The Social Structures and Cultural Politics of the Irish Civil War

Doctoral Dissertation


This study explores the neglected social and cultural dimensions of the Irish Civil War (1922åÐ23), a brief, bitter conflict waged between rival nationalists on the eve of Irish independence. It argues that though the thorny political dilemma provoked by the controversial Anglo-Irish Treaty was the initial cause of the disastrous rupture in the Sinn FÌ©in movement, the political differences between the pro- and anti-Treaty camps reflected, drew upon, and became increasingly entwined with their divergent social outlooks, mentalities and material interests. Indeed, it is only when these latter issues and areas of friction are taken into consideration that the Civil War’s long and bitter legacy for Irish society can begin to be understood. Drawing on a wide range of primary sources, a chapter demonstrates that pro- and anti-Treaty discourses åÐ particularly in terms of how the two sides perceived each other åÐ were freighted with powerful class and social status resonances. These fraught “politics of respectability” were shaped both by long term social cleavages and by the country’s awkward transition from revolutionary upheaval to post-revolutionary ÌÄå¢Ì¢åâåÂÌÜåÏnormality.‘ That latter process is further explored in several chapters on the Civil War’s aftermath (roughly mid-1923 to the late 1920s), a period when the anti-Treaty losers of the conflict faced political persecution and economic victimization by the Free State Government and its supporters. Many thousands of republican activists left the country in this period, generally as self-described political “exiles.” In the first in depth analysis of this mass exodus, a chapter on the forgotten “wild geese” of the Irish Civil War concludes that those who left ultimately did so because of the revolution’s failure to bring about significant social change. Considered together, the themes and issues explored in this dissertation reveal that the causes, course, and outcomes of the “conflict that formed the [Irish] state” were conditioned as much by social and cultural forces as by political ones.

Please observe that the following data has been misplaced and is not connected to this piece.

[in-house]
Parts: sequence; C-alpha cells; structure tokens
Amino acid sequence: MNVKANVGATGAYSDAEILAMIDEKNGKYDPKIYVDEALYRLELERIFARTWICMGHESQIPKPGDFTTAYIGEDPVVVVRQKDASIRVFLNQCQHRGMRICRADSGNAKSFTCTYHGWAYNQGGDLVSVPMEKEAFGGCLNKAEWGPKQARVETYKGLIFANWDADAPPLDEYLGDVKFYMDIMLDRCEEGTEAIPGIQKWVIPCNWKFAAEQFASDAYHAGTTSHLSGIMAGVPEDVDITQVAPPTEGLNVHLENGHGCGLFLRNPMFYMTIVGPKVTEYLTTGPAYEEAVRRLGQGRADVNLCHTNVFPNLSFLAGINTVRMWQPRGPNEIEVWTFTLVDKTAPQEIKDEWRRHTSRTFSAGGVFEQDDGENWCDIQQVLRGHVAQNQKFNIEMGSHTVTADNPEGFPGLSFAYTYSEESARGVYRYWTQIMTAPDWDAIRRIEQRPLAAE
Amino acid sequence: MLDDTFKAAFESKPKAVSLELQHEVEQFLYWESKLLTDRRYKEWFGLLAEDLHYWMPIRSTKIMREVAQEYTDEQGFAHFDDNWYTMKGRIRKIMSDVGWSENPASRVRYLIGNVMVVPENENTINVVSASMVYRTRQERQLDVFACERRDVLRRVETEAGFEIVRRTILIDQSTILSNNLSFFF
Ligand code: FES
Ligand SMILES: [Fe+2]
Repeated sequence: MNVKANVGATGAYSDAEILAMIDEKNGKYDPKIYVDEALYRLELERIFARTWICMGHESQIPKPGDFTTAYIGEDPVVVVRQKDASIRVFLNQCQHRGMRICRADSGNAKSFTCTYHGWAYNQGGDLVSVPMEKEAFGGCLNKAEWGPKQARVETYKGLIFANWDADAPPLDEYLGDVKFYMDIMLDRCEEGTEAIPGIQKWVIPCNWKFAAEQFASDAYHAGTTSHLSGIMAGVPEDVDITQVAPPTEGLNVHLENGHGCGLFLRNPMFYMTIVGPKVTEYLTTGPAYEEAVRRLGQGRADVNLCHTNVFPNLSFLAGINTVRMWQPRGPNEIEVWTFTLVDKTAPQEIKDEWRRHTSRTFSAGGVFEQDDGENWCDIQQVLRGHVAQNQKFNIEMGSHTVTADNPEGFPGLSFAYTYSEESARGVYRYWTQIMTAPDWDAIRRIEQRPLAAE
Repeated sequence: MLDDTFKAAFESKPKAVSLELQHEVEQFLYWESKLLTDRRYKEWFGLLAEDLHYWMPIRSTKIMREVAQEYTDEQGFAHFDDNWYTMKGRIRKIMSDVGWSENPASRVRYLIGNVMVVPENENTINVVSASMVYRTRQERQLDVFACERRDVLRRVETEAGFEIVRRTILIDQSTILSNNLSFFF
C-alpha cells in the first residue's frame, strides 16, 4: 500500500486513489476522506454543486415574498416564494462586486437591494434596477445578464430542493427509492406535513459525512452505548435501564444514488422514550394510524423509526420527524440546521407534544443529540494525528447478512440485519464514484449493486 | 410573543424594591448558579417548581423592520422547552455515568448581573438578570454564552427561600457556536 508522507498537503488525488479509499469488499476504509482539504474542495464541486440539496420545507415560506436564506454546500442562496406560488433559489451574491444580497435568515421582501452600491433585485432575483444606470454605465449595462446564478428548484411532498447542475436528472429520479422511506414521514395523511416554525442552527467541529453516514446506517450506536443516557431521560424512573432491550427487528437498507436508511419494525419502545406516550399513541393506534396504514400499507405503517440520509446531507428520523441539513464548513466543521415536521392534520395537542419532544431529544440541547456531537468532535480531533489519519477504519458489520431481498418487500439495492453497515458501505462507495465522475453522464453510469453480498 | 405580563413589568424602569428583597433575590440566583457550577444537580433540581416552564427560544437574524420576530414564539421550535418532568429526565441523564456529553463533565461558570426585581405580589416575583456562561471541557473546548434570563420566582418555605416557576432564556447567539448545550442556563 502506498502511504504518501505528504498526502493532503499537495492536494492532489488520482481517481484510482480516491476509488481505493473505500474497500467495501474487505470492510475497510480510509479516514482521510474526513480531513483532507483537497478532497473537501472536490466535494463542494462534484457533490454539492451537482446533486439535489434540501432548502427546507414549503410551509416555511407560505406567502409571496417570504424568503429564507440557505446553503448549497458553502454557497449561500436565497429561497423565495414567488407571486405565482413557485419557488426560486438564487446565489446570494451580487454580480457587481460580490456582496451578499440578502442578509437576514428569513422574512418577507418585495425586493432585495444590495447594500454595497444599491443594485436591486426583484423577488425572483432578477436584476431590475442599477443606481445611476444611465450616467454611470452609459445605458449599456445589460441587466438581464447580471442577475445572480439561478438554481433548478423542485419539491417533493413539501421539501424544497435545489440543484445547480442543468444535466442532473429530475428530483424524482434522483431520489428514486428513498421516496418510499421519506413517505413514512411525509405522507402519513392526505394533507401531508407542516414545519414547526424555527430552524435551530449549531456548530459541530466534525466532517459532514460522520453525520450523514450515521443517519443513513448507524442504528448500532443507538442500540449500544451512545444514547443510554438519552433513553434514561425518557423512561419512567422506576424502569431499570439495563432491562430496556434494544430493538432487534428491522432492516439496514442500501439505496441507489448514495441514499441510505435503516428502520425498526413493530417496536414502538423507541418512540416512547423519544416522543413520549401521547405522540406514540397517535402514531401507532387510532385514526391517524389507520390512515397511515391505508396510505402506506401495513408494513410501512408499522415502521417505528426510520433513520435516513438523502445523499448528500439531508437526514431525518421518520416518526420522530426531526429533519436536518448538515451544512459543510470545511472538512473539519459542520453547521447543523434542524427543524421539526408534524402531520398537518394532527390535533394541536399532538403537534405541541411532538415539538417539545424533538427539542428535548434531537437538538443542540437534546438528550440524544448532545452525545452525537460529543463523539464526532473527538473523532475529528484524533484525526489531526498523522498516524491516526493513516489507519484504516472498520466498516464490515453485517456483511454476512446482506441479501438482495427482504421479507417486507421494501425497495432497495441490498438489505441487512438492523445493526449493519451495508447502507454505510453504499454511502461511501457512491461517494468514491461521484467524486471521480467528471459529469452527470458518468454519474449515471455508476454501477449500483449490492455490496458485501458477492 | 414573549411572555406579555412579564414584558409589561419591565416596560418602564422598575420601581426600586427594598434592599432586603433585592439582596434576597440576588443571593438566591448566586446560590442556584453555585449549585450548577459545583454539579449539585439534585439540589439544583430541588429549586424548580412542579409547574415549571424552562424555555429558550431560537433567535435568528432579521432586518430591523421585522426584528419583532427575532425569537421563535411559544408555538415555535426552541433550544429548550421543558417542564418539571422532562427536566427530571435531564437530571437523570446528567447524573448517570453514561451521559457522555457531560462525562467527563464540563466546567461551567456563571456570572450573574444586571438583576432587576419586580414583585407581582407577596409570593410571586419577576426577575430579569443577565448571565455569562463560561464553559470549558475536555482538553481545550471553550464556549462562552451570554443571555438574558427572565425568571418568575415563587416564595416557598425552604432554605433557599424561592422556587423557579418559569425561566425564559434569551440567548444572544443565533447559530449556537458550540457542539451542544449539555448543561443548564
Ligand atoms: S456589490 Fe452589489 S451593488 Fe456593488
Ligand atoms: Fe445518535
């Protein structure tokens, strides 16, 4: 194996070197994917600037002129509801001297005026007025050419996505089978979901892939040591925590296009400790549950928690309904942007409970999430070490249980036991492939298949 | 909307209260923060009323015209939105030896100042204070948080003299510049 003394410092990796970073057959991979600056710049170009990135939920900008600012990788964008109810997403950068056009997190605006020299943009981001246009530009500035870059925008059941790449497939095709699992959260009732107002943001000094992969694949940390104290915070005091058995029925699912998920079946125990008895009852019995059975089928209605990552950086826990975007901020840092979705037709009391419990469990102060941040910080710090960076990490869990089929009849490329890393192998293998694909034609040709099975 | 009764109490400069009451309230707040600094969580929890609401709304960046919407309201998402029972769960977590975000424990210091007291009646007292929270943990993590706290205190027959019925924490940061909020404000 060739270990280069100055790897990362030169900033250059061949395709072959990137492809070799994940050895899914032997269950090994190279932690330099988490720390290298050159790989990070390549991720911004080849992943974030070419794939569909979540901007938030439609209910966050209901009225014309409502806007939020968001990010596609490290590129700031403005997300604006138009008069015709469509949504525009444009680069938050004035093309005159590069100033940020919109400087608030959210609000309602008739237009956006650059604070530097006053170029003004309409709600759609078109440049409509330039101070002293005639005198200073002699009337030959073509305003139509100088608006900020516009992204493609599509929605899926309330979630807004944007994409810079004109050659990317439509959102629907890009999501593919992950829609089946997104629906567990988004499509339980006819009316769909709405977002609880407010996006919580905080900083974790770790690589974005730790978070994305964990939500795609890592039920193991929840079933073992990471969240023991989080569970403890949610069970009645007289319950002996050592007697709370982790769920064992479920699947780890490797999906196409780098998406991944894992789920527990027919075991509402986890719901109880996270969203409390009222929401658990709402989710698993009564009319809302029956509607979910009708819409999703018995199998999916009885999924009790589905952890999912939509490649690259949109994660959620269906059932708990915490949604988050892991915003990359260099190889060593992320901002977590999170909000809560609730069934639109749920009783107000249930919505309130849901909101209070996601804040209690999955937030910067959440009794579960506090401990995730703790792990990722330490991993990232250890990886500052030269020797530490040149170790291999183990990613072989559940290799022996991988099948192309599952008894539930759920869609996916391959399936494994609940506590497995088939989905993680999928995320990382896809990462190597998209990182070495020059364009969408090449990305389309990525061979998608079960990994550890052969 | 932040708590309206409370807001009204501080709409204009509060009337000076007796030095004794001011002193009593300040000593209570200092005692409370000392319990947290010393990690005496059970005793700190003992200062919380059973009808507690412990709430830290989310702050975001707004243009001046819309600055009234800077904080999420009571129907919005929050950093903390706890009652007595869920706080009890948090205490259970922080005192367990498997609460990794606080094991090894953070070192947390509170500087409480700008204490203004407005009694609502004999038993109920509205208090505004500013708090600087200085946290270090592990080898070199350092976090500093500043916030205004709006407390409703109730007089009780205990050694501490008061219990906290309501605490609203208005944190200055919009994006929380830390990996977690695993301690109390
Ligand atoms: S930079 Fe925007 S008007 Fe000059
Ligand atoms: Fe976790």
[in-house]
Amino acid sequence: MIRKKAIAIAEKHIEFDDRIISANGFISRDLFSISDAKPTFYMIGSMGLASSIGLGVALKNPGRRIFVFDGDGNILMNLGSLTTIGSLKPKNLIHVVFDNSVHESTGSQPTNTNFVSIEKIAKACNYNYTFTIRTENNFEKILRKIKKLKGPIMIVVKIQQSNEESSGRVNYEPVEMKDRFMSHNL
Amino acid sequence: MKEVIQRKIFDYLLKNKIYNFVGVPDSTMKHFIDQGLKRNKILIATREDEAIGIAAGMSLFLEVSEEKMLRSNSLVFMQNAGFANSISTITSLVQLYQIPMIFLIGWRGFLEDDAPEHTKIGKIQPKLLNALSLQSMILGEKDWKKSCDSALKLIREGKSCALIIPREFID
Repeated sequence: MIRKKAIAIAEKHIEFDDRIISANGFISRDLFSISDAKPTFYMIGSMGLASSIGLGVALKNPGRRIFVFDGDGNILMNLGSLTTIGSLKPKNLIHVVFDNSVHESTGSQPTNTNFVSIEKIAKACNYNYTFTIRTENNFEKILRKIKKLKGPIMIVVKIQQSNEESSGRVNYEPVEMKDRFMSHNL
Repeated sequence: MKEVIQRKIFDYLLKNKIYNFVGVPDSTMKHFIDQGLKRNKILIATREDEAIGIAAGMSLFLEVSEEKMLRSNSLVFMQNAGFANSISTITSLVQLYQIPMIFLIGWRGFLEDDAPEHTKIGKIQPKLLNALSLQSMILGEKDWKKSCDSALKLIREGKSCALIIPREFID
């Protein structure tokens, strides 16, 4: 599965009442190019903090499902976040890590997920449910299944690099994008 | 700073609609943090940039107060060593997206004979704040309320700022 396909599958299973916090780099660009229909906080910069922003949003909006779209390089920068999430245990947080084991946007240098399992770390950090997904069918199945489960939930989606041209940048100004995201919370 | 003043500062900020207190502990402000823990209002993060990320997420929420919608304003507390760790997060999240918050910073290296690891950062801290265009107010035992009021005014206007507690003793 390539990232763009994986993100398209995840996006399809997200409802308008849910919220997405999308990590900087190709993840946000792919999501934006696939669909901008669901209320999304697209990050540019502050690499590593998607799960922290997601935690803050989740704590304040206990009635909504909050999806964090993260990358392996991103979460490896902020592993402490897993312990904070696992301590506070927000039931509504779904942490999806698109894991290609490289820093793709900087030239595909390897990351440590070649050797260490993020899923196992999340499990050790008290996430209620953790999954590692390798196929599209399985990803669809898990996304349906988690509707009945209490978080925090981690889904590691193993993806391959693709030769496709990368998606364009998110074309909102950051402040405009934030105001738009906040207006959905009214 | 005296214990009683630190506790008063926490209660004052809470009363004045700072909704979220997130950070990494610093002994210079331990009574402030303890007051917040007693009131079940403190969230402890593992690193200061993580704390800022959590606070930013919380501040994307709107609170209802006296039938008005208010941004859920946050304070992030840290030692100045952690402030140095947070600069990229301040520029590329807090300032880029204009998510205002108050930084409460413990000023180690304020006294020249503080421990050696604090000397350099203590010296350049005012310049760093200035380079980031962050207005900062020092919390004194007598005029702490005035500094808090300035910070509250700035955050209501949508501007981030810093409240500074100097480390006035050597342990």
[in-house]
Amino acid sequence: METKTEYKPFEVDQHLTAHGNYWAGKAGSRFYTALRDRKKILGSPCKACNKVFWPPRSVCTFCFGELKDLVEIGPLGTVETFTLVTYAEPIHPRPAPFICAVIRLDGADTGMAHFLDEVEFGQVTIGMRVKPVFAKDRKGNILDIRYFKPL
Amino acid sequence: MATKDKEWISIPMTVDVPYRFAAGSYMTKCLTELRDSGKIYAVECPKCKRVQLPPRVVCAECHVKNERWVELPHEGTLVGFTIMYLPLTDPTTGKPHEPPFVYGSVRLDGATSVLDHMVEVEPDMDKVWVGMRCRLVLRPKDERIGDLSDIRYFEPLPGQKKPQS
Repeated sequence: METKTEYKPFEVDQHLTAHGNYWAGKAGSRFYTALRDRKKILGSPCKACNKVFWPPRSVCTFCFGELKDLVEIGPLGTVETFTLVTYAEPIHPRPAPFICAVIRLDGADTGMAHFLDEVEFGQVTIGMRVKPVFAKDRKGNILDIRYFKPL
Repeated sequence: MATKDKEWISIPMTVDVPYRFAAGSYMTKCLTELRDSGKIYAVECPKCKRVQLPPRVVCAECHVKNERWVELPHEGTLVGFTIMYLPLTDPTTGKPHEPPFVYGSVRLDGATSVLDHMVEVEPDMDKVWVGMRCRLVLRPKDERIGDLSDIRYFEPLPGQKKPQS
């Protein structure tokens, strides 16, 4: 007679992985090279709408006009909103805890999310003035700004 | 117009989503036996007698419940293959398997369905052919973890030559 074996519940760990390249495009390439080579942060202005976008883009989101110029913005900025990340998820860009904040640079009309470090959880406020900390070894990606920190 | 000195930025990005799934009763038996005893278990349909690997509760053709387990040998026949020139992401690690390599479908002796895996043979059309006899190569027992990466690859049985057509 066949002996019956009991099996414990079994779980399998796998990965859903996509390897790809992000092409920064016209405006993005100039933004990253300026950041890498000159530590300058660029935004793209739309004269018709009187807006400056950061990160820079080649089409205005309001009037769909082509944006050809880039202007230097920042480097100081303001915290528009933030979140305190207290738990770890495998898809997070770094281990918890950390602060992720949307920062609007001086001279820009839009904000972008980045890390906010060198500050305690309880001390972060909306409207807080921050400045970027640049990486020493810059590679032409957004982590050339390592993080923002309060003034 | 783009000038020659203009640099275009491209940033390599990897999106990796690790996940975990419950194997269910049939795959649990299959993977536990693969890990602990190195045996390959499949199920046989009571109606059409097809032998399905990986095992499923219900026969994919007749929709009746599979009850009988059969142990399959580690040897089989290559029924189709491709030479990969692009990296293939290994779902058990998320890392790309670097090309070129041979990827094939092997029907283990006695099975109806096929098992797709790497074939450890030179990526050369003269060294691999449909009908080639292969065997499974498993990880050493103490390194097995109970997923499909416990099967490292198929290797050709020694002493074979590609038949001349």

Attribute NameValues
  • etd-07232009-115352

Author Gavin Maxwell Foster
Advisor Jim Smyth
Contributor Luke Gibbons, Committee Member
Contributor Bill Kissane, Committee Member
Contributor Jim Smyth, Committee Chair
Contributor John McGreevy, Committee Member
Degree Level Doctoral Dissertation
Degree Discipline History
Degree Name PhD
Defense Date
  • 2009-06-10

Submission Date 2009-07-23
  • United States of America

  • Anglo-Irish Treaty

  • Irish Free State

  • respectability

  • the Irish Revolution

  • nationalism

  • class

  • IRA

  • University of Notre Dame

  • English

Record Visibility Public
Content License
  • All rights reserved

Departments and Units


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